What follows is the full, amended text of section 136 Mental Health Act 1983, as it will be following a commencement order for the Policing and Crime Act 2017 which will bring it in to effect. See related posts for the ‘new’ section 135 and section 136 MHA, including sections 136A, 1336B and 136C.
NB! – this is NOT the current law as of 03rd March 2017 – this is the law as it will become, following a commencement order yet to be laid before Parliament. The full Mental Health Act 1983, as it stands today and which will be kept updated once the commencement order takes effect, can be found on the UK Government legislation website.
Section 138 – retaking of patients escaping from custody
(1) If any person who is in legal custody by virtue of section 137 above escapes, he may, subject to the provisions of this section, be retaken—
(a) in any case, by the person who had his custody immediately before the escape, or by any constable or approved mental health professional;
(b) if at the time of the escape he was liable to be detained in a hospital within the meaning of Part II of this Act, or subject to guardianship under this Act, [F2or a community patient who was recalled to hospital under section 17E above,] by any other person who could take him into custody under section 18 above if he had absented himself without leave.
(2) A person to whom paragraph (b) of subsection (1) above applies shall not be retaken under this section after the expiration of the period within which he could be retaken under section 18 above if he had absented himself without leave on the day of his escape unless he is subject to a restriction order under Part III of this Act or an order or direction having the same effect as such an order; and subsection (4) of the said section 18 shall apply with the necessary modifications accordingly.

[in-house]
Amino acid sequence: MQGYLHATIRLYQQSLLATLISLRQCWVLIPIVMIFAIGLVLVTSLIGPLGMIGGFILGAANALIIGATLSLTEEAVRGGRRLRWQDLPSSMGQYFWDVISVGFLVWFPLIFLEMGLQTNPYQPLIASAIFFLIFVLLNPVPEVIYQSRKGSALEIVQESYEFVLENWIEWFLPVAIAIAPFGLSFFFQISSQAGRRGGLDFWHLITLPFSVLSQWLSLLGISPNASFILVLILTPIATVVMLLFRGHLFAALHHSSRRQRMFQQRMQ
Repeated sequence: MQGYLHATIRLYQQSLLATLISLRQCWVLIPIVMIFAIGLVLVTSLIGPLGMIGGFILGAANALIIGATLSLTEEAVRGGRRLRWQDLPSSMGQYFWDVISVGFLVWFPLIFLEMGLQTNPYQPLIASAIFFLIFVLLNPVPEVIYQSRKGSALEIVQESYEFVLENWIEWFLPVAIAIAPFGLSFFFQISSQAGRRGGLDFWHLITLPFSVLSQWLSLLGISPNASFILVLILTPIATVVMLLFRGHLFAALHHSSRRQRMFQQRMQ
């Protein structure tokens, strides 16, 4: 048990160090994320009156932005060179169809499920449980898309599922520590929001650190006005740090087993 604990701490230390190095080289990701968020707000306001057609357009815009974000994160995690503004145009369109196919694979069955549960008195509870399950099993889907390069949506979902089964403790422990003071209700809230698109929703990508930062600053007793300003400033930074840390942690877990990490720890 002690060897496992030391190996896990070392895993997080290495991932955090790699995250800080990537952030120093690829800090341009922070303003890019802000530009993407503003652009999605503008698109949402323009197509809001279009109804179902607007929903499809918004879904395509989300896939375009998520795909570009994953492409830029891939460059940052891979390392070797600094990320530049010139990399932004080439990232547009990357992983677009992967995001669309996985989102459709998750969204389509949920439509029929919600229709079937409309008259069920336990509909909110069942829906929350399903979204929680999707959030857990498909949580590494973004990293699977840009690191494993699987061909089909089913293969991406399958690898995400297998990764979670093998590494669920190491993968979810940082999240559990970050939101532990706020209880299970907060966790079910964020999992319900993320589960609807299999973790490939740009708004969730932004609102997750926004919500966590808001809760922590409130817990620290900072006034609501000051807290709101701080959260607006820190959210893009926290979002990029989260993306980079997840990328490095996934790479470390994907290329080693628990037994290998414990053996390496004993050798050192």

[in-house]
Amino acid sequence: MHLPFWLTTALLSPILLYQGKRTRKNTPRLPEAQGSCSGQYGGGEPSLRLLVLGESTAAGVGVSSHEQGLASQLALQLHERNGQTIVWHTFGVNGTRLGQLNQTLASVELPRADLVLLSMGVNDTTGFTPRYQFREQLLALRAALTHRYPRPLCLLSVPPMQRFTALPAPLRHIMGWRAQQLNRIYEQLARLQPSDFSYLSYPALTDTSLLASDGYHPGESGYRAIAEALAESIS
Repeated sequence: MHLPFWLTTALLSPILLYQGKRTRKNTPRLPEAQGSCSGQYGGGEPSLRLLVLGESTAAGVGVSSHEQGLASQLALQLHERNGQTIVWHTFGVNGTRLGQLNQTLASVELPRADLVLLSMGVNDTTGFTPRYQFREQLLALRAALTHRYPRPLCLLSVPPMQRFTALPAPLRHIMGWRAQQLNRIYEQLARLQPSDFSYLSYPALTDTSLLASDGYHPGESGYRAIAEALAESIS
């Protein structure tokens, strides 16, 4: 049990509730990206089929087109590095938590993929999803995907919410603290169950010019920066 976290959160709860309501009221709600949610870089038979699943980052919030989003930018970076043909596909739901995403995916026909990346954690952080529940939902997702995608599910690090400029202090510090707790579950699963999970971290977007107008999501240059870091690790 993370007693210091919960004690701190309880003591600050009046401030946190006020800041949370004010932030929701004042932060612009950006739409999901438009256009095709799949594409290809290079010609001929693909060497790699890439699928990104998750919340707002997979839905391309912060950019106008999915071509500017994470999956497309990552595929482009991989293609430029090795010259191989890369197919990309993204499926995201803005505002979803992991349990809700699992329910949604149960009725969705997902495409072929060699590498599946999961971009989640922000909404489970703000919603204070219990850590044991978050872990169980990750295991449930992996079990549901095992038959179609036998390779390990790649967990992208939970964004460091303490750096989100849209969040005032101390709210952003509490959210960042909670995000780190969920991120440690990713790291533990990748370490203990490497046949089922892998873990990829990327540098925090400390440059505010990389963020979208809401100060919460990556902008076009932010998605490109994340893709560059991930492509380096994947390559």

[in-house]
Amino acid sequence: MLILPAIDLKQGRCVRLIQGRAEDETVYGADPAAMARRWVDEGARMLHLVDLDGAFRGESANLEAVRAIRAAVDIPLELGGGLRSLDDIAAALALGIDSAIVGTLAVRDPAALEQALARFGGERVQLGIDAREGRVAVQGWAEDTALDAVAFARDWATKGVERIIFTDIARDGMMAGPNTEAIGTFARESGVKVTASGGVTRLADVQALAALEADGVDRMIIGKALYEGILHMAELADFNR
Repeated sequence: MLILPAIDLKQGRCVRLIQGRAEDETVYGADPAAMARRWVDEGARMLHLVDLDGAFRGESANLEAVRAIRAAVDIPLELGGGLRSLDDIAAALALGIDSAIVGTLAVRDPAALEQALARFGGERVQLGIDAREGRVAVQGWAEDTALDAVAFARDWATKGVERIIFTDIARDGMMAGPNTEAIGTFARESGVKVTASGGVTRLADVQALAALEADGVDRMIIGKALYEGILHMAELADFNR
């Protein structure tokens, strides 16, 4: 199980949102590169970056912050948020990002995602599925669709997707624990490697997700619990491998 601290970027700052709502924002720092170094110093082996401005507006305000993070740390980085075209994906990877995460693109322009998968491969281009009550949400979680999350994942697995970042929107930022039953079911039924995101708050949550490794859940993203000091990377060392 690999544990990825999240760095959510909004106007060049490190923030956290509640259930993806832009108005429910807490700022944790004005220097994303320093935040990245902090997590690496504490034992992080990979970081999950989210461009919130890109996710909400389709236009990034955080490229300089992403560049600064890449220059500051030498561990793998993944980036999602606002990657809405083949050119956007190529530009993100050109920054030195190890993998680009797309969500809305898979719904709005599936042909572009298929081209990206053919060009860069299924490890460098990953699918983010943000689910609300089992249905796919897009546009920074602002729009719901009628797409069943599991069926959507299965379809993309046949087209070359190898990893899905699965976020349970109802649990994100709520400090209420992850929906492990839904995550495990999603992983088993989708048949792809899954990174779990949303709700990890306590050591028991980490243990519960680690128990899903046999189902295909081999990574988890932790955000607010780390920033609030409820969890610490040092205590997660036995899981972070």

(3) A person who escapes while being taken to or detained in a place of safety under section 135 or 136 above shall not be retaken under this section —
(a) in a case where the person escapes while being removed to a place of safety in the execution of a warrant under section 135(1) or under section 136(1), after the end of the period of 24 hours beginning with the escape;
(b) in a case where the person escapes after the beginning of the period that is the permitted period of detention in relation to the person under section 135(3ZA) or 136(2A), after the end of that period (taking into account any authorisation under section 136B(1) that was given before the person escaped).”
(4) This section, so far as it relates to the escape of a person liable to be detained in a hospital within the meaning of Part II of this Act, shall apply in relation to a person who escapes—
(a) while being taken to or from such a hospital in pursuance of regulations under section 19 above, or of any order, direction or authorisation under Part III or VI of this Act (other than under section 35, 36, 38, 53, 83 or 85); or
(b) while being taken to or detained in a place of safety in pursuance of an order under Part III of this Act (other than under section 35, 36 or 38 above) pending his admission to such a hospital,as if he were liable to be detained in that hospital and, if he had not previously been received in that hospital, as if he had been so received.
(5) In computing for the purposes of the power to give directions under section 37(4) above and for the purposes of sections 37(5) and 40(1) above the period of 28 days mentioned in those sections, no account shall be taken of any time during which the patient is at large and liable to be retaken by virtue of this section.
(6) Section 21 above shall, with any necessary modifications, apply in relation to a patient who is at large and liable to be retaken by virtue of this section as it applies in relation to a patient who is absent without leave and references in that section to section 18 above shall be construed accordingly.
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the Royal College of Psychiatrists.
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(c) Michael Brown, 2019
I try to keep this blog up to date, but inevitably over time, amendments to the law as well as court rulings and other findings from inquests and complaints processes mean it is difficult to ensure all the articles and pages remain current. Please ensure you check all legal issues in particular and take appropriate professional advice where necessary.
Government legislation website – http://www.legislation.gov.uk